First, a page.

Music interview – Willy Vlautin: ‘You can’t escape yourself’

Willy Vlautin is to perform at Far From Any Road festival in Leeds.
Willy Vlautin is to perform at Far From Any Road festival in Leeds.
Have your say

From Dylan’s (in)famously impenetrable Tarantula onwards, esteemed songwriters have tended to struggle to turn their talents to fiction. Willy Vlautin has had no such problems.

Rooted in alt. country and twilit retro soul, the musical endeavours of the former Richmond Fontaine and acting Delines songwriter may be destined to remain a cult concern. Vlautin’s novels, however, have gradually gained the Reno native now based in Portland, Oregon the type of wider renown his remarkable songwriting so richly deserves.

Deservedly so. Centred on themes of compromised lives and constrained circumstances on the margins of American life, and populated by troubled characters who are desperate to run away but can never escape the nagging doubts that mess up their minds and, consequently, lives, Vlautin’s latest novel, the freshly published, deeply moving Don’t Skip Out On Me (which arrives with a beautiful instrumental soundtrack by the officially disbanded Richmond Fontaine) inches ever closer to a literary equivalent of Vlautin’s unrivalled ability to make us believe in the characters in his songs long after they’ve stopped believing in themselves. This makes his songs and novels resonate with warmth and sympathy that’s a million miles removed from the type of relentless gloom you might expect from his favoured settings and themes.

Willy answered Yorkshire Evening Post’s questions in the run-up to his debut solo performance in Leeds at the Howard Assembly Rooms on Sunday as part of the Far From Any Road festival in a set that combines songs and readings.

Your writing often centres on characters who are uneasy in their own skin and longing for escape. What draws you to these troubled characters?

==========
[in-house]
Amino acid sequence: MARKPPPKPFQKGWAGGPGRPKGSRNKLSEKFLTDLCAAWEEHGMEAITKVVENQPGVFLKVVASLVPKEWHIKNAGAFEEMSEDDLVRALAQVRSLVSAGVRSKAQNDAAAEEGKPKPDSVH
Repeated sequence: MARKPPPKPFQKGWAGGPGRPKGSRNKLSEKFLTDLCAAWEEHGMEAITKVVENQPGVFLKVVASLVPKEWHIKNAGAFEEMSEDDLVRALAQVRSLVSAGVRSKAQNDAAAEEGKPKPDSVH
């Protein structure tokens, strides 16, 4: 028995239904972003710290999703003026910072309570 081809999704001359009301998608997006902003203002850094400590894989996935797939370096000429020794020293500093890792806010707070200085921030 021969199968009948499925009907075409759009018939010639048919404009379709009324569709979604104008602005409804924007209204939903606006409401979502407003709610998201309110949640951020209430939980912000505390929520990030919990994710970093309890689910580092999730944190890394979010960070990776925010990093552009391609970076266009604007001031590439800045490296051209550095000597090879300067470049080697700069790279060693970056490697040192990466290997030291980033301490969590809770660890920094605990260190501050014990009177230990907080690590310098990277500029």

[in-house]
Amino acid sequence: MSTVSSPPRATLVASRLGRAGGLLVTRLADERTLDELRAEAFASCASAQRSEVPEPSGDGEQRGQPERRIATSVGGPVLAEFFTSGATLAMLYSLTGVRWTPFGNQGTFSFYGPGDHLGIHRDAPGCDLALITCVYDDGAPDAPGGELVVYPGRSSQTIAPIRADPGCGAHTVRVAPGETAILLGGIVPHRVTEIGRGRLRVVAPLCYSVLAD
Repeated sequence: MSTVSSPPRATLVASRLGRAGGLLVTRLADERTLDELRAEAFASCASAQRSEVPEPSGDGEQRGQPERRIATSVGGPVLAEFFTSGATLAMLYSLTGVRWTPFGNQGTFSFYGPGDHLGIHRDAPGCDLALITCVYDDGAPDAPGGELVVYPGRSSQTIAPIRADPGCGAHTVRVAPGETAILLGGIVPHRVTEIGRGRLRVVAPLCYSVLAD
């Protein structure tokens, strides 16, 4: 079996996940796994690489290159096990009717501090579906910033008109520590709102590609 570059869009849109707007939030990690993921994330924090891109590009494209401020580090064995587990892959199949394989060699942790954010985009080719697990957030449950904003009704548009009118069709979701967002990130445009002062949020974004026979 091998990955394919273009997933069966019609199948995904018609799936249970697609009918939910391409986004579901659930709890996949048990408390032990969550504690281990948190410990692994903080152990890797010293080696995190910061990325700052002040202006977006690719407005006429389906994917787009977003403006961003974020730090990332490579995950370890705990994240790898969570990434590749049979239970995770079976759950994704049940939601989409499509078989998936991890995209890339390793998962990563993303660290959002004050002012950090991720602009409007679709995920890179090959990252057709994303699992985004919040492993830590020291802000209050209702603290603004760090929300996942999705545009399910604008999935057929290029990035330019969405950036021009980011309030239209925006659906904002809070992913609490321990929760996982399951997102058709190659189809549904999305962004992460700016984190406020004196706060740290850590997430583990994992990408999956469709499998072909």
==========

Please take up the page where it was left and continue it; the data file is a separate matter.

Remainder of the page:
I’ve had trouble in my own skin and I’ve always dreamed of escape: that there had to be answer, a better life somewhere else. But the problem with escape is you end up somewhere else only to still be you; you can’t escape yourself. You just have to figure your scars out. I’m interested in the struggle of that.

I used to write with a lot more lightheartedness but with the lightheartedness also came insanity. The books are crazy and I’m told too crazy for the general public.

Willy Vlautin

‘Don’t Skip Out On Me’ focuses on the world of boxing. What is your connection to the sport?

I’ve been a fan of boxing since I was a kid. For a while my hometown had some big fights so it was always around. For maybe 20 years I subscribed to The Ring magazine. In each issue they’d have the life history of an old boxer. I loved those stories: so much tragedy in them and I’ve always been drawn to tragic stories. I love boxing literature, too. Books like Fat City, The Professional, and Rope Burns…so many great novels and stories set around boxing.

The new novel again focuses on lives in the margins of American life that most novelists steer well clear off. What draws you to these settings?

Part of it is that I read so much Steinbeck as a kid. He was a hero of mine from an early age. I had his picture by my bed; I still do. He cared about the guy on the bottom and he brought me great comfort as a kid. My mother supported my brother and I. She was always scared of losing her job and of being homeless. She worked with a lot of guys who had been homeless so the idea was always around that it only took a few bad moves and some bad luck to end up living in your car. When I started working I always did manual labor jobs. Mostly because I was too shy and unconfident to get any other job. I just took any job I could get. By doing that you see how hard some lives and jobs are. Not just physically hard, but the drudge of them day after day. In the US workers’ rights and benefits are slowly being whittled away. Things are getting worse. Less pay and less hours. When I started writing I wanted to tell stories about those sorts of things. For once I wanted the warehouse worker be the hero, or your favorite checker at a grocery store, or a house painter. Why can’t the janitor get a shot?